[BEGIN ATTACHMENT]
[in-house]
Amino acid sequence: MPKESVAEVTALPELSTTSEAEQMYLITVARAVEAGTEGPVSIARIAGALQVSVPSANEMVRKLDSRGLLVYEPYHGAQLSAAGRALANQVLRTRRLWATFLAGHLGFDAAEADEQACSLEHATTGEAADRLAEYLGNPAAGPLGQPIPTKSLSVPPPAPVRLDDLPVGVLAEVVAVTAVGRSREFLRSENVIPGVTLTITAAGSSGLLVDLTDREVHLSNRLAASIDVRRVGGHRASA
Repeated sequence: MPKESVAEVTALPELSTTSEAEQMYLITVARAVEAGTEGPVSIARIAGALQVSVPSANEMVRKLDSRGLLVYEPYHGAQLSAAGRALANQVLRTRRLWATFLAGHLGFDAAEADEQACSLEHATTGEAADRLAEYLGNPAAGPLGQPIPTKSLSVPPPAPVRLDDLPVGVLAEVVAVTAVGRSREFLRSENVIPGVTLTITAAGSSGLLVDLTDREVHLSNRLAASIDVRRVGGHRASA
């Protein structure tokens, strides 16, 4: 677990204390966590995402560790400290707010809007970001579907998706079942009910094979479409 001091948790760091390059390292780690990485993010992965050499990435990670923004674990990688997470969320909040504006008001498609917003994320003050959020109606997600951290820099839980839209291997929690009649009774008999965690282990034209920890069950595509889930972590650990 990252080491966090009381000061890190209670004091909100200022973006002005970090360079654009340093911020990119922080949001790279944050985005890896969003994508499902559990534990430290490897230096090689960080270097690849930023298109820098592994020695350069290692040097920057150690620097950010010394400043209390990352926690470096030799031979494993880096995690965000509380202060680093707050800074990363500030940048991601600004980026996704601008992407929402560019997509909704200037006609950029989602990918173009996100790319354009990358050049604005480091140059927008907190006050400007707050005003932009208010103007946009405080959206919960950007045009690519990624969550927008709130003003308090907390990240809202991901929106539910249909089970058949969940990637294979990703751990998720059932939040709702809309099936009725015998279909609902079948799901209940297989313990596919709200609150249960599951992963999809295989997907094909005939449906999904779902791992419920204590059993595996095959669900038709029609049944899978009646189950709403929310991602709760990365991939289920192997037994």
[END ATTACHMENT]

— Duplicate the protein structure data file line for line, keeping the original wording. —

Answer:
[in-house]
Amino acid sequence: MPKESVAEVTALPELSTTSEAEQMYLITVARAVEAGTEGPVSIARIAGALQVSVPSANEMVRKLDSRGLLVYEPYHGAQLSAAGRALANQVLRTRRLWATFLAGHLGFDAAEADEQACSLEHATTGEAADRLAEYLGNPAAGPLGQPIPTKSLSVPPPAPVRLDDLPVGVLAEVVAVTAVGRSREFLRSENVIPGVTLTITAAGSSGLLVDLTDREVHLSNRLAASIDVRRVGGHRASA
Repeated sequence: MPKESVAEVTALPELSTTSEAEQMYLITVARAVEAGTEGPVSIARIAGALQVSVPSANEMVRKLDSRGLLVYEPYHGAQLSAAGRALANQVLRTRRLWATFLAGHLGFDAAEADEQACSLEHATTGEAADRLAEYLGNPAAGPLGQPIPTKSLSVPPPAPVRLDDLPVGVLAEVVAVTAVGRSREFLRSENVIPGVTLTITAAGSSGLLVDLTDREVHLSNRLAASIDVRRVGGHRASA
């Protein structure tokens, strides 16, 4: 677990204390966590995402560790400290707010809007970001579907998706079942009910094979479409 001091948790760091390059390292780690990485993010992965050499990435990670923004674990990688997470969320909040504006008001498609917003994320003050959020109606997600951290820099839980839209291997929690009649009774008999965690282990034209920890069950595509889930972590650990 990252080491966090009381000061890190209670004091909100200022973006002005970090360079654009340093911020990119922080949001790279944050985005890896969003994508499902559990534990430290490897230096090689960080270097690849930023298109820098592994020695350069290692040097920057150690620097950010010394400043209390990352926690470096030799031979494993880096995690965000509380202060680093707050800074990363500030940048991601600004980026996704601008992407929402560019997509909704200037006609950029989602990918173009996100790319354009990358050049604005480091140059927008907190006050400007707050005003932009208010103007946009405080959206919960950007045009690519990624969550927008709130003003308090907390990240809202991901929106539910249909089970058949969940990637294979990703751990998720059932939040709702809309099936009725015998279909609902079948799901209940297989313990596919709200609150249960599951992963999809295989997907094909005939449906999904779902791992419920204590059993595996095959669900038709029609049944899978009646189950709403929310991602709760990365991939289920192997037994």